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Good Ol' Girls

This revue of songs and stories about Southern women is only fair-to-middlin'. logo
Lauren Kennedy, Sally Mayes, Teri Ralston, Gina Stewart,
and Liza Vann in Good Ol' Girls
(© Carol Rosegg)
Good Ol' Girls, the new revue at the Black Box Theatre at Harold and Miriam Steinberg Center, feels like what might have happened if several people got together to turn Steel Magnolias into a musical. The result is a fair to middlin' tuner that is engaging enough, but vanishes -- to quote from the show -- like fog on the mountain the second you leave the theater.

The 90-minute show is comprised of monologues and vignettes that Paul Ferguson has mined from stories by reputable authors Lee Smith and Jill McCorkle, which are interspersed with country ditties by Matraca Berg and Marshall Chapman. To get across this somewhat melancholy tribute to women doing the best they can with what they've got along the Appalachian trail, director Randal Myler rustled up Broadway veterans Teri Ralston, Lauren Kennedy, Sally Mayes, the less well-known Liza Vann, and hot guitarist Gina Stewart, who cites the Grand Ole Opry in her bio as well as CBGB.

Performing in front of a large scrim depicting a map of North and South Carolina parts with towns like Charlotte and Albermarle -- which melts away at one point to reveal the hard-working four-person band -- the cast members rearrange chairs and a bench as they cover the lives women endure from childhood to old age. They take turns talking and singing about adolescent expectations that don't come to fruition, misguided sex education, mistakes made as young women, troubled marriages, that ol'-time religion, goin'-wild days, intolerance, ambivalent relationships with family members, dying, and death.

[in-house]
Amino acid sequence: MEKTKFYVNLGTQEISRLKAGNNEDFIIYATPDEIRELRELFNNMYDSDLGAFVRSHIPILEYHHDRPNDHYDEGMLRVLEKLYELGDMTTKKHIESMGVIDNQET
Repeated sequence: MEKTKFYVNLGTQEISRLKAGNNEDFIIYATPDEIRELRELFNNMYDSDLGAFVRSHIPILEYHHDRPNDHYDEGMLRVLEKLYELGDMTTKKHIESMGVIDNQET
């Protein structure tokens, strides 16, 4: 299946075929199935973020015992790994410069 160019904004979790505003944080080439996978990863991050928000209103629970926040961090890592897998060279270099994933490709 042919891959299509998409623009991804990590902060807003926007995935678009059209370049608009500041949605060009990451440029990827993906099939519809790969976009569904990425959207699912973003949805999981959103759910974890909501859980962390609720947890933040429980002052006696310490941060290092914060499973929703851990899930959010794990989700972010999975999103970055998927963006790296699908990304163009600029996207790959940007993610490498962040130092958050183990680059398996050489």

Considering the venerable source of the material, much of what's discussed emerges as little more than a conglomeration of cliches about women from a very specific social stratum. The effect may garner sympathy for its universality from some women in the audience, but the maudlin pallor that settles on the proceedings stifles anything truly illuminating. Meanwhile, men attending may wonder why when discussed at all, they're depicted as not worth much other than heartache or an intermittently satisfying roll in the hay.

The five cast members, wearing costume designer Michael Bevins' notions of country casual, are forthright, but they, too, have trouble avoiding the cute-bathos trap. Even the usually terrific Mayes occasionally sentimentalizes her outpourings, as in a passage she has as a beautician seeing to her deceased mother. The ensemble fares best on the vocals, since (with the exception of the acceptable Stewart), these game gals are packing Red-Bull power in their lungs.

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